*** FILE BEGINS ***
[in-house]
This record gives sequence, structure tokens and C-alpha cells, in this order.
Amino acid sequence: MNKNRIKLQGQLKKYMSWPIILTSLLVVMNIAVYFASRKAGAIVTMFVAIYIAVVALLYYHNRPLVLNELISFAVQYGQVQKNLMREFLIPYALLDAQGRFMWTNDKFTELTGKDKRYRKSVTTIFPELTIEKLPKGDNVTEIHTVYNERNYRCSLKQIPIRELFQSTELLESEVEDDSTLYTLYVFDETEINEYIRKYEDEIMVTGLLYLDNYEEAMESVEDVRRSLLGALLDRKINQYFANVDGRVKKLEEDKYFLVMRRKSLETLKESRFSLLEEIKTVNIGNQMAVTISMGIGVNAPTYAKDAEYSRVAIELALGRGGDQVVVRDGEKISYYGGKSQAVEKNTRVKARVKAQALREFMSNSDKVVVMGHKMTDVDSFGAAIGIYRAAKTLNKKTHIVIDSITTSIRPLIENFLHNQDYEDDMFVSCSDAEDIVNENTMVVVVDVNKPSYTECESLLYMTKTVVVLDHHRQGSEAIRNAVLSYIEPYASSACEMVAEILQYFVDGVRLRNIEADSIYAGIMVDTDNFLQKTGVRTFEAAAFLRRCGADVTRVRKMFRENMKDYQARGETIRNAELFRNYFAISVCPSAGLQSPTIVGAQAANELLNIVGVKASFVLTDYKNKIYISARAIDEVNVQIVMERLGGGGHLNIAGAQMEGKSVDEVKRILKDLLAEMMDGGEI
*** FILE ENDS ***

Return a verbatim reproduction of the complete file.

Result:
[in-house]
This record gives sequence, structure tokens and C-alpha cells, in this order.
Amino acid sequence: MNKNRIKLQGQLKKYMSWPIILTSLLVVMNIAVYFASRKAGAIVTMFVAIYIAVVALLYYHNRPLVLNELISFAVQYGQVQKNLMREFLIPYALLDAQGRFMWTNDKFTELTGKDKRYRKSVTTIFPELTIEKLPKGDNVTEIHTVYNERNYRCSLKQIPIRELFQSTELLESEVEDDSTLYTLYVFDETEINEYIRKYEDEIMVTGLLYLDNYEEAMESVEDVRRSLLGALLDRKINQYFANVDGRVKKLEEDKYFLVMRRKSLETLKESRFSLLEEIKTVNIGNQMAVTISMGIGVNAPTYAKDAEYSRVAIELALGRGGDQVVVRDGEKISYYGGKSQAVEKNTRVKARVKAQALREFMSNSDKVVVMGHKMTDVDSFGAAIGIYRAAKTLNKKTHIVIDSITTSIRPLIENFLHNQDYEDDMFVSCSDAEDIVNENTMVVVVDVNKPSYTECESLLYMTKTVVVLDHHRQGSEAIRNAVLSYIEPYASSACEMVAEILQYFVDGVRLRNIEADSIYAGIMVDTDNFLQKTGVRTFEAAAFLRRCGADVTRVRKMFRENMKDYQARGETIRNAELFRNYFAISVCPSAGLQSPTIVGAQAANELLNIVGVKASFVLTDYKNKIYISARAIDEVNVQIVMERLGGGGHLNIAGAQMEGKSVDEVKRILKDLLAEMMDGGEI